It's time to try the muskrat
PITTSVILLE — Mount Vernon native Robert Taylor has been trapping muskrat for the better part of his 72 years. He rises early, even for a farmer, and heads out to start checking his traps. During muskrat season, which ends in March, he will be able to sell as many as he can catch to Dave White, owner of the Pittsville Diner. For his part, White will be able to sell all the muskrat he can buy from Y to grateful and enthusiastic customers. If you are not one of them, it is time to ask yourself why.
The first and most obvious answer is that the delicacy is poorly, or maybe unfortunately, named. This is a fact that hasn’t escaped many on the Lower Eastern Shore where the meal’s more palatable name, marsh rabbit, tends to soothe the mind enough to allow the taste buds ample room for exploration. White, however, is no fan of the euphemism.
“I don’t use the fancy name, just call it what it is” he said. “People will have to go down the road to get ‘marsh rabbit.’”
As a restaurateur, he is also no fan of buying blind or leaving preparation to chance. In fact, he worries each year that it will be the last he will be able to serve the Eastern Shore delicacy because he fears Taylor will retire before too long, not that he could blame him.
“It’s a hard, hard, life,” White said. “I don’t begrudge anyone who does that a penny of what they charge.”
Muskrat isn’t served in many Eastern Shore restaurants as much because it is a niche market as because buying game takes a significant amount of trust.
White has known Taylor for decades. He knows how he keeps and tends his traps, which is critical for making sure the muskrat meat is the highest quality because only well tended, that is, regularly checked traps yield muskrat worth serving.
That makes the strongest evidence against the unfortunate name of the dish the fact that it might be the freshest, most sustainable meal that can be purchased in a restaurant. It is a rare thing, and getting rarer when it comes to meat, to know that the person who prepared the food took it from the hands of the person who harvested it.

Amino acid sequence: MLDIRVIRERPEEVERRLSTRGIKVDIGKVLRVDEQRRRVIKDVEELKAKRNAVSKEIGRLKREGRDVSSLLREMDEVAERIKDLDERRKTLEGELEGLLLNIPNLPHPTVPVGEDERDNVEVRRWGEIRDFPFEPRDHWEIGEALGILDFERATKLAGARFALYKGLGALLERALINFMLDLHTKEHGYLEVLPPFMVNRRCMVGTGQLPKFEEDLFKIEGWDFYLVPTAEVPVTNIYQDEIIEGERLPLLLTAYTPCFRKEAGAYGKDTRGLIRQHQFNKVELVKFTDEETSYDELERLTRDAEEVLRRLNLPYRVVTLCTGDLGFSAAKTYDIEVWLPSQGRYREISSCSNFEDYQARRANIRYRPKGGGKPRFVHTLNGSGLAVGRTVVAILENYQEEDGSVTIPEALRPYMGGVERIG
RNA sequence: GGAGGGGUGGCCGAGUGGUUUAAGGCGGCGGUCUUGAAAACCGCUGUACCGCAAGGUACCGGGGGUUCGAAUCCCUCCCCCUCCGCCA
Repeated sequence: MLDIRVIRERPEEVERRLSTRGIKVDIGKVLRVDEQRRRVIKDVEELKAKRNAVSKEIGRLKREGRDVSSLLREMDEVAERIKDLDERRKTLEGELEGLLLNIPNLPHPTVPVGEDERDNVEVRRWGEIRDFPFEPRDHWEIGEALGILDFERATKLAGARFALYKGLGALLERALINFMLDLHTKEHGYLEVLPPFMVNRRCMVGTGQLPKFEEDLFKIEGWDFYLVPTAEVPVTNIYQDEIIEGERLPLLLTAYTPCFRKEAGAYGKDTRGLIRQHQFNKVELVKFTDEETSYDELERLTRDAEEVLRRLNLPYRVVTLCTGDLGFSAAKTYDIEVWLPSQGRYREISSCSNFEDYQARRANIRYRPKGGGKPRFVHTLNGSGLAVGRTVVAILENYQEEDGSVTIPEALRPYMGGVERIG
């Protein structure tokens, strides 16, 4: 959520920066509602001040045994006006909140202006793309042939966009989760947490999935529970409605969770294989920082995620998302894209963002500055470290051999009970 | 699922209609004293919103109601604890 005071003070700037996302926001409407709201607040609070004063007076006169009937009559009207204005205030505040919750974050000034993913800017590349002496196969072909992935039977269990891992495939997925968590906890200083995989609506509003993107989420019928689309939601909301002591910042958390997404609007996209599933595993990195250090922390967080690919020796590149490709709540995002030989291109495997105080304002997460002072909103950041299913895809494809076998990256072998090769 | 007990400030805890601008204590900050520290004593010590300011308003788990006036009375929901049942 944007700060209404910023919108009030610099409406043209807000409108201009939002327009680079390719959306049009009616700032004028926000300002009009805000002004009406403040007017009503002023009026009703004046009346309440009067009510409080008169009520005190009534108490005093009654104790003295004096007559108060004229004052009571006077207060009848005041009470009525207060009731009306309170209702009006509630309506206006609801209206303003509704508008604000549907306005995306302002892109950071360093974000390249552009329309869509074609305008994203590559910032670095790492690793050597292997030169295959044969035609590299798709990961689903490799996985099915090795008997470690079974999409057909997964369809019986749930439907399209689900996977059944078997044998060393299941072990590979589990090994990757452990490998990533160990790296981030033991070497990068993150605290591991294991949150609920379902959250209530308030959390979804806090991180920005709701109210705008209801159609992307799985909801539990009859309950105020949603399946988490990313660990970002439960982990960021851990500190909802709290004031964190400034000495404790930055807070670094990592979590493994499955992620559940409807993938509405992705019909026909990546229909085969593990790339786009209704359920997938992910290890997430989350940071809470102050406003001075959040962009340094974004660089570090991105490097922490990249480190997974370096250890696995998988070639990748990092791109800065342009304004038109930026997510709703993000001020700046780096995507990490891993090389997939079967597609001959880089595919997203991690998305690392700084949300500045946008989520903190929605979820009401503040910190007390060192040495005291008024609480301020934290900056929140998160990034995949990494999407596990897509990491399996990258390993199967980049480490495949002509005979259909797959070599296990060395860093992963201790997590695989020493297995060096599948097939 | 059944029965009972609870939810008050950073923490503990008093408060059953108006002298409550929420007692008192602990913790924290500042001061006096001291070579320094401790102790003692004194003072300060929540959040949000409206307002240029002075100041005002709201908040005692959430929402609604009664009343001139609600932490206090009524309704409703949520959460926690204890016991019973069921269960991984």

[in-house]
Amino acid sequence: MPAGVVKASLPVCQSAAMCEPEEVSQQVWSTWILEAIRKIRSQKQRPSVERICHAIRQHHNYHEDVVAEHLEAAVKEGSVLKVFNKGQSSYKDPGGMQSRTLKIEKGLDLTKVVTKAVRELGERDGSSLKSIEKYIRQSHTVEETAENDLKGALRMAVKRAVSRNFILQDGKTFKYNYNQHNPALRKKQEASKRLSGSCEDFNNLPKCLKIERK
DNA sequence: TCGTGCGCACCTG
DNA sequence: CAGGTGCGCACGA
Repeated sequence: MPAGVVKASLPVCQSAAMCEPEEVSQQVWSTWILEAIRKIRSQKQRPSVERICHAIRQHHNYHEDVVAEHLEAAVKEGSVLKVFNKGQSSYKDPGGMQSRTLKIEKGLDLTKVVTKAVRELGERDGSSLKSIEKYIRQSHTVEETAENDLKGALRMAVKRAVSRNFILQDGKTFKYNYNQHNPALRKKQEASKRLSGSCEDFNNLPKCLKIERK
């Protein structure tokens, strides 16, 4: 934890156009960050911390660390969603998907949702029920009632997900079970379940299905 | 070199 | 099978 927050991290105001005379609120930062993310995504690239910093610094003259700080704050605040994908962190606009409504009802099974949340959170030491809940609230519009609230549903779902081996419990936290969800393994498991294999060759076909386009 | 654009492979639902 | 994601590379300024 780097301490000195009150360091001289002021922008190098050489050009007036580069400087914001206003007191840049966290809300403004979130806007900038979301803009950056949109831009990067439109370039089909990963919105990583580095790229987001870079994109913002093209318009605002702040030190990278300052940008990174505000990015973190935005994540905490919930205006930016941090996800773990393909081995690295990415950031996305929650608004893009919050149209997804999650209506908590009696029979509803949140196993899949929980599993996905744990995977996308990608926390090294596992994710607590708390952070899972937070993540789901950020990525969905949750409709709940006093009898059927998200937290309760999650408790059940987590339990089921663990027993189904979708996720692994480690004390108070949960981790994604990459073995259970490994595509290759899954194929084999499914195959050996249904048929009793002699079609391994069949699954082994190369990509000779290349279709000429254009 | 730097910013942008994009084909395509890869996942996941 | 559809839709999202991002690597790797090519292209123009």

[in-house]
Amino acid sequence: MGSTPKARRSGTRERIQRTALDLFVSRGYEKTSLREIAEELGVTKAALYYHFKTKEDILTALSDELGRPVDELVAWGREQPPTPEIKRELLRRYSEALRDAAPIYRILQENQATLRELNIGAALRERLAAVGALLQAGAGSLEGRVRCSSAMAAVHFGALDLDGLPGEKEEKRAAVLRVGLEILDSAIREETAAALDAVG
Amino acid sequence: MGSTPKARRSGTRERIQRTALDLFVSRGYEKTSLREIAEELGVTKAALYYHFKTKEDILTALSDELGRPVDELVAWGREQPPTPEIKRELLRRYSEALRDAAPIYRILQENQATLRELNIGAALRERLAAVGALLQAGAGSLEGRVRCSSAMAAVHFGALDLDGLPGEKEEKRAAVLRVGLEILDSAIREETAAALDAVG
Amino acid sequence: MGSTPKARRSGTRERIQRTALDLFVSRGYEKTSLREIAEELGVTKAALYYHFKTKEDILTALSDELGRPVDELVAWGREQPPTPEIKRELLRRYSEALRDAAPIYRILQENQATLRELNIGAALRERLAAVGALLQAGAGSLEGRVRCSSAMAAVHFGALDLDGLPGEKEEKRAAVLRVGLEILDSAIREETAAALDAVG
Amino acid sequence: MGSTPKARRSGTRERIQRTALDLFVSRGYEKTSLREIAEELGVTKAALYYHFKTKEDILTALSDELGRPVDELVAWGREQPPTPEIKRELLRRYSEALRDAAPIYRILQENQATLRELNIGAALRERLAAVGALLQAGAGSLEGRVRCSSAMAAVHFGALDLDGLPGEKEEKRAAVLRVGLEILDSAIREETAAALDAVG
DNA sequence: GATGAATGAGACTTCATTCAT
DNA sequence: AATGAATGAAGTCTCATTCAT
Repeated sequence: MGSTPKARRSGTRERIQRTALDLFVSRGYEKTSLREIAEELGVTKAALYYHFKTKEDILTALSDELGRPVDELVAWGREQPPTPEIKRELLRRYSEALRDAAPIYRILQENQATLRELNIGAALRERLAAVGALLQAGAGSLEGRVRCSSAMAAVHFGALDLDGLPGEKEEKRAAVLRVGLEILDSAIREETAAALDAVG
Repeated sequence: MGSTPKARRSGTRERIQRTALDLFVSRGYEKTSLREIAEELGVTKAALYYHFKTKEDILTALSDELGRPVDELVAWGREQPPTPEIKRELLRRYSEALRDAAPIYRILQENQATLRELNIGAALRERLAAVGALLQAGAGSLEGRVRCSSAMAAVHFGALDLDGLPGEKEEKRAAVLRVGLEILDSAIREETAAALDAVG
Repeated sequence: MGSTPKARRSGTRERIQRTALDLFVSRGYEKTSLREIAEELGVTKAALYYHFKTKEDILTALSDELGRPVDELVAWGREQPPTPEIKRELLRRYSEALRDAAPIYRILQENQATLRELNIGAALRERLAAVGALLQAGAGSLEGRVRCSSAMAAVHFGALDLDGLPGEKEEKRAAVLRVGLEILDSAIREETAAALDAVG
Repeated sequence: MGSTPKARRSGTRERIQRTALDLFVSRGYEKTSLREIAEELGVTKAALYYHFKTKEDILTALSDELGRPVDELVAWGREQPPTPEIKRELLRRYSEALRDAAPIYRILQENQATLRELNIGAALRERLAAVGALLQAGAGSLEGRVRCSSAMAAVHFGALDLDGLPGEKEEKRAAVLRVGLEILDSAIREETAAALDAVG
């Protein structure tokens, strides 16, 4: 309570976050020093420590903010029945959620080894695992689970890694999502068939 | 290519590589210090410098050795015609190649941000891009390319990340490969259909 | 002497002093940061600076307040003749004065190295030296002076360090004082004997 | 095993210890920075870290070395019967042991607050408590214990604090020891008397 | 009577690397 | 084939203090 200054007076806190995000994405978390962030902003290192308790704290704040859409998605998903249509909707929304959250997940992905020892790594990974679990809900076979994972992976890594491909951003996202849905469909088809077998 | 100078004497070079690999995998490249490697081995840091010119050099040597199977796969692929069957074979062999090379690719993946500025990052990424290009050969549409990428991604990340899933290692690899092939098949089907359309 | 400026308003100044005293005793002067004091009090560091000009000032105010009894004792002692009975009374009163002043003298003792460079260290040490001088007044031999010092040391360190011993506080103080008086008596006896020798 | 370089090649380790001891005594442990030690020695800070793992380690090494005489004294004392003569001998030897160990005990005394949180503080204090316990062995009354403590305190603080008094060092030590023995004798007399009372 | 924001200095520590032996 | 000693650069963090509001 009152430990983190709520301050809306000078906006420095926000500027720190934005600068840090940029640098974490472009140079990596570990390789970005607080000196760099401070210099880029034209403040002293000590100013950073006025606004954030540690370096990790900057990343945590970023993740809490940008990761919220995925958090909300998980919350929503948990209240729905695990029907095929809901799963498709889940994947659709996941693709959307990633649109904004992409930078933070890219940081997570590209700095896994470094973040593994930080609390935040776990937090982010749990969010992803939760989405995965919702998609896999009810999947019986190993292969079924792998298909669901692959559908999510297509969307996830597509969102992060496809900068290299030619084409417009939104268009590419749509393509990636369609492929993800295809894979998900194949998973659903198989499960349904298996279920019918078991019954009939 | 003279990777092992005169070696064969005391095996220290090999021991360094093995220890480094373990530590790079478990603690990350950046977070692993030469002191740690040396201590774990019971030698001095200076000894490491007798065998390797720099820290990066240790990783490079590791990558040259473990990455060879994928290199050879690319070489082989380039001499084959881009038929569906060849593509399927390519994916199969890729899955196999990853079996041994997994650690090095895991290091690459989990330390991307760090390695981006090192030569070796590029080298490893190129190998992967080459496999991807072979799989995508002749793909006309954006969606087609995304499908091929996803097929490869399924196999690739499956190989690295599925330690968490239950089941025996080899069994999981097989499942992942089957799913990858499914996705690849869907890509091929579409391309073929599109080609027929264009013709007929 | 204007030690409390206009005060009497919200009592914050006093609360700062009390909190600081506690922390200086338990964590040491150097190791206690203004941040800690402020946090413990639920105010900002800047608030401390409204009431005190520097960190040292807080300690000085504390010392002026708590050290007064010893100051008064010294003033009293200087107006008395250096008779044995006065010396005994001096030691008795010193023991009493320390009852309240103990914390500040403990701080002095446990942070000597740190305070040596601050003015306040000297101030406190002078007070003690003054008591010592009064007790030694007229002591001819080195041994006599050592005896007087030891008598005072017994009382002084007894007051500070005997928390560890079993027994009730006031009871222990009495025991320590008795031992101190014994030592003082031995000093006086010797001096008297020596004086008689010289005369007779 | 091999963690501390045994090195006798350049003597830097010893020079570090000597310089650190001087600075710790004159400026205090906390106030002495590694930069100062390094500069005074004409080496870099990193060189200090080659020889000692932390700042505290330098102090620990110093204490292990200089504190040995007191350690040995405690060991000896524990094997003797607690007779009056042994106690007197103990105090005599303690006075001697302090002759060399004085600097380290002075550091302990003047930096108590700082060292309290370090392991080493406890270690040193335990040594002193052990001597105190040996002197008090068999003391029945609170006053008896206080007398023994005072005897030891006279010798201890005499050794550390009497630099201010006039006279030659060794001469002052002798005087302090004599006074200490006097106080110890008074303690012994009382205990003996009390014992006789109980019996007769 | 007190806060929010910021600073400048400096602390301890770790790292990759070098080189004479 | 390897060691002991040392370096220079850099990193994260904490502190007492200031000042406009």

The purity of the transaction, weighed against the superficiality of the name, is certainly worth applauding and supporting.
“Delicacy” is, when you get right down to it, another euphemism. What it suggests is a type of food that, if you didn’t grow up eating it, you are not likely to try it. Black pudding, Capozzelli di Agnelli, and haggis, for example, require a bit of culinary courage for those not raised in households where they are staples.
Longtime Eastern Shore natives are no different. Almost anyone born and raised on the Lower Eastern Shore and in that tradition has given muskrat a shot, even if they thought at the time they were eating marsh rabbit.
But people who live in the regions where these interesting — and better named — foods originate have an informed opinion, one way or the other, about foods many have never heard of and most people will never try. And, almost to a one, people who enjoy delicacies you haven’t tried will tell you that preparation is everything.
As a child White trapped muskrat himself but didn’t prefer the way his mother prepared it. His aunt’s recipe was the only one that he found acceptable and the recipe used in his diner is as close to that one as he’s had.
A closely guarded secret — he wouldn’t even say whether they used vinegar or not — the muskrat is prepared by Louise Miller in a way that draws in the annual diners and continues to attract new ones each year.
Among those who eat or have tried the dish there are two discernible camps. One method of cooking muskrat, which White describes as prent in Princess Anne, requires the meat be cooked off the bone producing a kind of stewy dish, which is less appealing both to the eye and to the palate.
White prefers to serve muskrat whole on the bone, as one might a rabbit — which is really kind of what it looks like prepared — under a light, or heavy, as you like it, serving of gravy. Mashed potatoes, corn bred, and collard greens round out the meal and on pretty much any Wednesday night for the next two months, customers will come in and eat the muskrat more, and more enthusiastically, than even White tends to.
“Some people just eat chicken, some people clean the bones,” White said.
Similarly, he said a number of diners are so taken with the meal that they make sure the only things returned to the kitchen are the small, well cleaned bones the meat comes on.For his part, White prefers to eat the leg meat and some of the other, easier to slice sections of the dinner.
On the plate, the muskrat is just about a foot long. With four legs and some tender rib and neck meat it looks not radically different than a lot of fresh small game meat might.
“To me, it tastes like sweet beef,” White said. “If you didn’t know what it was and I gave it to you, you’d probably smack your lips and want more.”
For those who have been waiting since last March to have another go at the muskrat dinner served at Dave White’s Pittsville Diner, the name is the least of their concerns. Getting their fell before the season ends, however, is a different story altogether.